Explore and illustrate how signature stories or myths have been used to position a brand in your home market.
The brand may be local or global but the brand must be available in your home market.
Stories are a hot topic in marketing because they have been shown to be superior to facts in getting attention, being remembered, in changing opinions, in stimulating social activity, developing emotion, and, curiously, even in communicating facts. Many firms have added journalists, editors, and filmmakers to their staffs to create or find meaningful stories and present them in a compelling way.Stories are often thought mainly to support tactical communication objectives, but there is also a strategic role Stories are often thought mainly to support tactical communication objectives – but there is also a strategic role. Such stores we call signature stories because they represent some form of strategic statement about a mission, values, the brand, customer relationship, or strategic intent. And they can do this much better than a recitation of facts, which usually ends up sounding not only boring but also similar to a host of other firms.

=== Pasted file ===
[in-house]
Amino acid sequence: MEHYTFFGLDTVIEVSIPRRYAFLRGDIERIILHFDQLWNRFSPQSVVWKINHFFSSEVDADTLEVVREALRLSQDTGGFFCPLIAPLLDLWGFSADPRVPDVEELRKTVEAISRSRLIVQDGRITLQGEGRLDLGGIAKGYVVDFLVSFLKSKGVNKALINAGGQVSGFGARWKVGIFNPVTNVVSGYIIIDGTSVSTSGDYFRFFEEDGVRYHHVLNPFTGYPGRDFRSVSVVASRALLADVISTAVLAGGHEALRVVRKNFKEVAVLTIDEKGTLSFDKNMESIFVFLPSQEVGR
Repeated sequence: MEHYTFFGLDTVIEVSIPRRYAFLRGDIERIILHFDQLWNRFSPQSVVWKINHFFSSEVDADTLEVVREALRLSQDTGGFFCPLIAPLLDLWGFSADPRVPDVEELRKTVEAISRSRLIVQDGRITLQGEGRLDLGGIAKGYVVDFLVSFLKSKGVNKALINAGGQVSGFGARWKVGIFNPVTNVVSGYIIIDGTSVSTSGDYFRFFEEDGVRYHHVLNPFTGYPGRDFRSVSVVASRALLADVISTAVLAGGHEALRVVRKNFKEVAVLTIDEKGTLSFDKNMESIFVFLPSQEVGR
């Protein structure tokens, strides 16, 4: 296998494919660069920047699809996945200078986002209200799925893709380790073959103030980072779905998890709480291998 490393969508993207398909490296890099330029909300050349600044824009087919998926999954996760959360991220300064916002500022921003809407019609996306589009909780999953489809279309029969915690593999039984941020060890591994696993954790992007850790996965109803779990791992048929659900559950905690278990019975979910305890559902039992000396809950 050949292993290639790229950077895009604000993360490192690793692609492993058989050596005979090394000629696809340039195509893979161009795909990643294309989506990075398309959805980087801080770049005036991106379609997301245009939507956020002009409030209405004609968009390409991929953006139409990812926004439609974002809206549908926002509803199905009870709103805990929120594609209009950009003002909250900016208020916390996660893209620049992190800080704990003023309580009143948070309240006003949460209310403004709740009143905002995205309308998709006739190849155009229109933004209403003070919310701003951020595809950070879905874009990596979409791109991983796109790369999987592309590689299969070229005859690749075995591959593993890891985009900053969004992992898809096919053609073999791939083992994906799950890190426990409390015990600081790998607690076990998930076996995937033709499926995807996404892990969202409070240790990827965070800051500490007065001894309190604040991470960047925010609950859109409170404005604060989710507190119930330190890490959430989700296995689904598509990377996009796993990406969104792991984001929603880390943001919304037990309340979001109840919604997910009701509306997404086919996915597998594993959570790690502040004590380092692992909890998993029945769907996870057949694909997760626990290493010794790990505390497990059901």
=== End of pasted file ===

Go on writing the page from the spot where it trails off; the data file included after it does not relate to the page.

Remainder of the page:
Consider the L.L. Bean firm that would like to communicate its innovation culture, its passion for the outdoors, its commitment to quality, its concern for the customer, and the functional benefits of the Maine Hunting Shoe. Stating such facts is unlikely to create interest, credibility or even a connection to L.L. Bean.
In contrast, consider the following story. Leon L. Bean, an avid outdoorsman, returned from a hunting trip in 1912 disgruntled because of his cold, wet feet. With little resources but a lot of motivation and ingenuity, he invented a new boot by stitching lightweight leather tops to waterproof rubber bottoms. The boots worked so well he offered them for sale via mail order as the Maine Hunting Shoe using lists of nonresident Maine hunting license holders. Unfortunately, most of the first 100 pairs sold had a stitching problem and leaked. Mr Bean faced a defining moment! His response? He refunded the customers’ money even though it nearly broke him and fixed the process so that future boots were indeed watertight. This story communicates the L.L. Bean brand far better than any presentation of facts.